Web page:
Clonazepam Safety

Clonazepam (Klonopin®) is a prescription drug licensed to treat panic disorder and epileptic seizures. It is important that you let your healthcare provider know if you have liver or kidney disease, glaucoma, or depression before he or she prescribes you this medicine. Safety information for clonazepam should also be reviewed with your healthcare provider before treatment begins.
 
As a controlled substance, clonazepam can cause psychological and physical dependence and has the potential to be abused. There are special rules and regulations for prescribing and dispensing it. Clonazepam is generally not recommended for people with a history of alcohol or drug abuse (see Klonopin Addiction).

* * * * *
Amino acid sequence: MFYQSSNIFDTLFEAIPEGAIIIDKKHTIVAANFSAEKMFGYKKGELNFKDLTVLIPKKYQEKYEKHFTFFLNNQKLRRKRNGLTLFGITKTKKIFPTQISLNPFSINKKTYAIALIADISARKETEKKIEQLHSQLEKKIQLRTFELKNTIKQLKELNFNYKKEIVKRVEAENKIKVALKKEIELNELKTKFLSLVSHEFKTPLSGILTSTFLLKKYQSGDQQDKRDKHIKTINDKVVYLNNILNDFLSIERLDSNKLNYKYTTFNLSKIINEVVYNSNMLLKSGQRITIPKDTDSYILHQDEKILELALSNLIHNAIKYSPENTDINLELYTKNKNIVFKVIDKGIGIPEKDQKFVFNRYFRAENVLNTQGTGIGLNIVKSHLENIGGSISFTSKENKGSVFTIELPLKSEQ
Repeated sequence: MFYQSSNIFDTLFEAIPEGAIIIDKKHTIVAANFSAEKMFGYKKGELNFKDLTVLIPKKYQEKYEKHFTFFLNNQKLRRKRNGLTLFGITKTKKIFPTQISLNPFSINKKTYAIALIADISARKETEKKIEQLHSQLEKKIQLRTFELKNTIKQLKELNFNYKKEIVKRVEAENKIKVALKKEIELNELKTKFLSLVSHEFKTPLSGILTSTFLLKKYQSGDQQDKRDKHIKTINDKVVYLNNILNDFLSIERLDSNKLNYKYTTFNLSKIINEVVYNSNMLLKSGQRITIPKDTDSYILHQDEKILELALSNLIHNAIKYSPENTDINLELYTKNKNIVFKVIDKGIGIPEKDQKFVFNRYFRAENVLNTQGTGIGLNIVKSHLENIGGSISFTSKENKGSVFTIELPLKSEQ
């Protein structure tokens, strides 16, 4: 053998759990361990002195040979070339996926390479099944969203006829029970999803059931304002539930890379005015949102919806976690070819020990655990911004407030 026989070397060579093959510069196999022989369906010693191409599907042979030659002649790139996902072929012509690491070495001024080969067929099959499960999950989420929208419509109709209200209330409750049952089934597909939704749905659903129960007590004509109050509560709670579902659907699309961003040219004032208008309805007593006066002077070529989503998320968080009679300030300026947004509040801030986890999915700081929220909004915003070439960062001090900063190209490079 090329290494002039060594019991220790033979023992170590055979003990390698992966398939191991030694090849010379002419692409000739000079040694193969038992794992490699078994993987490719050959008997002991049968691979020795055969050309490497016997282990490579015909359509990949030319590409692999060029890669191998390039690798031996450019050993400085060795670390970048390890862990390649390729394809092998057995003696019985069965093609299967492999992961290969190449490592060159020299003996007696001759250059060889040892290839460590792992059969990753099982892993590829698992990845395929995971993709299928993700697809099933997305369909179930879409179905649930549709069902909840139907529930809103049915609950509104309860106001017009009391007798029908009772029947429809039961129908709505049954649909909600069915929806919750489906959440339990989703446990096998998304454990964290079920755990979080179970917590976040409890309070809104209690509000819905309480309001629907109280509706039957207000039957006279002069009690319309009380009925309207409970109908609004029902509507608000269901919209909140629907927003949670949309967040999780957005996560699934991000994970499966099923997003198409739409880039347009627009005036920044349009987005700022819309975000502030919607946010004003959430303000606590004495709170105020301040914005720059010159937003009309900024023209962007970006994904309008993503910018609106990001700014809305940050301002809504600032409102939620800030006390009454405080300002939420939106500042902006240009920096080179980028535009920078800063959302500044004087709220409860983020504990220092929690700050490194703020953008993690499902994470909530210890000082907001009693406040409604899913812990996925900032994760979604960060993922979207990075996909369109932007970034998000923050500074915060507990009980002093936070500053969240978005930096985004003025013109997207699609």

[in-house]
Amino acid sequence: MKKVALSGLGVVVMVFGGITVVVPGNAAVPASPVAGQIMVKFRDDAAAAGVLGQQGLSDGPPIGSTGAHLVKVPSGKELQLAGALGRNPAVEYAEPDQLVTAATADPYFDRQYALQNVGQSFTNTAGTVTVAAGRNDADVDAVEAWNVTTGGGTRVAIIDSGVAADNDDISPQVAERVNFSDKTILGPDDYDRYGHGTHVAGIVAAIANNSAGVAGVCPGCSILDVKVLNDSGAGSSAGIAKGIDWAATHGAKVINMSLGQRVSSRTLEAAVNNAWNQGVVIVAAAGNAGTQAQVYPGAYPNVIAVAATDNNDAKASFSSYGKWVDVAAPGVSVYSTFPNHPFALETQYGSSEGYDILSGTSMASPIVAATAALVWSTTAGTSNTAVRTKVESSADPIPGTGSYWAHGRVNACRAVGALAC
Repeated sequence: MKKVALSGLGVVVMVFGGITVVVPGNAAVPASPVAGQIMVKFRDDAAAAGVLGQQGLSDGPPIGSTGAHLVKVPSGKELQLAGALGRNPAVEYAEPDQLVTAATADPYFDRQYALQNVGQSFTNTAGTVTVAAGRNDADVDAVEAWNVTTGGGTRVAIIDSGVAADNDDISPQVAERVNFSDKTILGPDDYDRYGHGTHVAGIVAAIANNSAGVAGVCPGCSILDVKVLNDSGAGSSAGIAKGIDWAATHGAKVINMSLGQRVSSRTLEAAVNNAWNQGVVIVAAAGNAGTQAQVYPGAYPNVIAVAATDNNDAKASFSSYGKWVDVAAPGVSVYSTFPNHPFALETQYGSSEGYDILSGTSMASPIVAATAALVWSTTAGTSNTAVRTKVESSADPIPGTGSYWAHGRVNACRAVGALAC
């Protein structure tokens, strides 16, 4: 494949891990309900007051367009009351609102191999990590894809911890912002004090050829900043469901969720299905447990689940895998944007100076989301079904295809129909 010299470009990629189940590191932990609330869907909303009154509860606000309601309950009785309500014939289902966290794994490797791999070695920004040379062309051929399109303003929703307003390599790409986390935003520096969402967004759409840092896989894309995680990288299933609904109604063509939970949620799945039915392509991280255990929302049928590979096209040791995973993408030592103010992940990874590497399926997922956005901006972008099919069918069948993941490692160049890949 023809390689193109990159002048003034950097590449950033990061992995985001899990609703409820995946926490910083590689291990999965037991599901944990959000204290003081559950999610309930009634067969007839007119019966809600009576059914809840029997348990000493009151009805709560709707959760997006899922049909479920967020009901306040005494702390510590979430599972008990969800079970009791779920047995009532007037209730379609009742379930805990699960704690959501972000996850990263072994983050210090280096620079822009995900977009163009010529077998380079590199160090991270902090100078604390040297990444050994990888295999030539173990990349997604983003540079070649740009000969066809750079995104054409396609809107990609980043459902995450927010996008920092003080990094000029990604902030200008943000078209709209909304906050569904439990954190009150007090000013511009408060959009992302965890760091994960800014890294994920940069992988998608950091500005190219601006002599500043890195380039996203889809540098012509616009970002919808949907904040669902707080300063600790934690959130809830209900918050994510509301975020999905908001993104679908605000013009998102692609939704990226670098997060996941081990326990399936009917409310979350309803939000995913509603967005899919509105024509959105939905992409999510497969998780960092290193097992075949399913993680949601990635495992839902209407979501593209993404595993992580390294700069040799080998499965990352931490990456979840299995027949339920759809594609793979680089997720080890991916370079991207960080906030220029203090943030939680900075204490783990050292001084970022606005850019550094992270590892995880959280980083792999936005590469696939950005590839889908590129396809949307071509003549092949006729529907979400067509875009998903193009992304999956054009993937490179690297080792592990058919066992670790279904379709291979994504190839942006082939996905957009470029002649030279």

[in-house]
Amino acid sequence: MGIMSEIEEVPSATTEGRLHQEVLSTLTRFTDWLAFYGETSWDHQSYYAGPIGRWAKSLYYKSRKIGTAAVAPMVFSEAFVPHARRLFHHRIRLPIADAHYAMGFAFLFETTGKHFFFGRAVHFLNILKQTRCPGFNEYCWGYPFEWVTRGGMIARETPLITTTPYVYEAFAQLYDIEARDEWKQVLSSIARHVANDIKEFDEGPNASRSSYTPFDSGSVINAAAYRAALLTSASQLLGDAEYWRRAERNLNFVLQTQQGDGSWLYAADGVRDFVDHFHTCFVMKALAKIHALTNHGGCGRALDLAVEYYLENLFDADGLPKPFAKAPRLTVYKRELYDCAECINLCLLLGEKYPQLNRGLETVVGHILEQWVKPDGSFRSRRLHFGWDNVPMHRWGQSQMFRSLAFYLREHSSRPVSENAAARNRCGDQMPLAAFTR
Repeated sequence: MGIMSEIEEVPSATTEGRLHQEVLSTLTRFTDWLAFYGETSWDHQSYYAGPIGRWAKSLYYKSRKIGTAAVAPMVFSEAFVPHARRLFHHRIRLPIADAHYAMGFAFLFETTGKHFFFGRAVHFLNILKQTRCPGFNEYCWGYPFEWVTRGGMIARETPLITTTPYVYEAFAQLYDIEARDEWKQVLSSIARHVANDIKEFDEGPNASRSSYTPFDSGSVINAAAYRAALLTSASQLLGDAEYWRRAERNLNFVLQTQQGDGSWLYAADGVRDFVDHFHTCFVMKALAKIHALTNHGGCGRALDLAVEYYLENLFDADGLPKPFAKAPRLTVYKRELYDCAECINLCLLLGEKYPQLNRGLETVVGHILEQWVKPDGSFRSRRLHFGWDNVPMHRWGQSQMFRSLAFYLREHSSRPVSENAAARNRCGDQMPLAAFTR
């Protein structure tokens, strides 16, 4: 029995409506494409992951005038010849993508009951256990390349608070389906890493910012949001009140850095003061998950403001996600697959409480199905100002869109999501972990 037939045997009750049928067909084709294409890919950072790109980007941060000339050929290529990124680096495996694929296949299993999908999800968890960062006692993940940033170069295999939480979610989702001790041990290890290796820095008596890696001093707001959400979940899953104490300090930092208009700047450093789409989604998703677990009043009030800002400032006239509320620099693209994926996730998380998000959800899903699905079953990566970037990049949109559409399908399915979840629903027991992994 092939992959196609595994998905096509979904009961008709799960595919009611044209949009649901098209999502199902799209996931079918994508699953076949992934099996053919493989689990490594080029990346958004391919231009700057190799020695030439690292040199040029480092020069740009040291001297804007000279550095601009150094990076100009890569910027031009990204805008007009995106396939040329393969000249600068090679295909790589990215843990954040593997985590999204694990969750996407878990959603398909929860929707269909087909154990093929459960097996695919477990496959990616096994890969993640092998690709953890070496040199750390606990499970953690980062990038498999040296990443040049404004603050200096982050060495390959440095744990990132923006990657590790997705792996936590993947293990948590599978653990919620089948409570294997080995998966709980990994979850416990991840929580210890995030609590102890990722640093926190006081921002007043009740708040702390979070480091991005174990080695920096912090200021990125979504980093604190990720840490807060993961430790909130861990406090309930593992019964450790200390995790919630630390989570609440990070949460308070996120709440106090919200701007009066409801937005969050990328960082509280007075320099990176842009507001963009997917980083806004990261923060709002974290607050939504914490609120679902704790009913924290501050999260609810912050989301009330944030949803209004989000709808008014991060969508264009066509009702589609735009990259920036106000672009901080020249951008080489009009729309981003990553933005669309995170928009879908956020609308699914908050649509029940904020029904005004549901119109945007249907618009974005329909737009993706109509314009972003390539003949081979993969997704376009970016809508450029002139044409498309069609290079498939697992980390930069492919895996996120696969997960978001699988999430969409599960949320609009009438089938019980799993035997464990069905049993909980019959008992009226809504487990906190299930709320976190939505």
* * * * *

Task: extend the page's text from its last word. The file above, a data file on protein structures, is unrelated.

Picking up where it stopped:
Before you begin treatment with clonazepam, you should also be aware of the side effects that may occur with this medicine. Some of the most common side effects that were reported during clinical studies include drowsiness, dizziness, behavior problems, upper respiratory tract infections, and coordination problems. While most side effects of clonazepam are mild and do not require medical attention, you should contact your healthcare provider immediately if you experience:
 
  • Depression (or worsening of existing depression)
  • Suicidal thoughts
  • Difficulty breathing
  • Memory problems
  • Anxiety, excitation, or agitation
  • Hallucinations.
     
(Click Clonazepam Side Effects and Precautions and Warnings With Clonazepam for more safety information, including a list of other side effects or complications that may occur with the use of this drug.)
 
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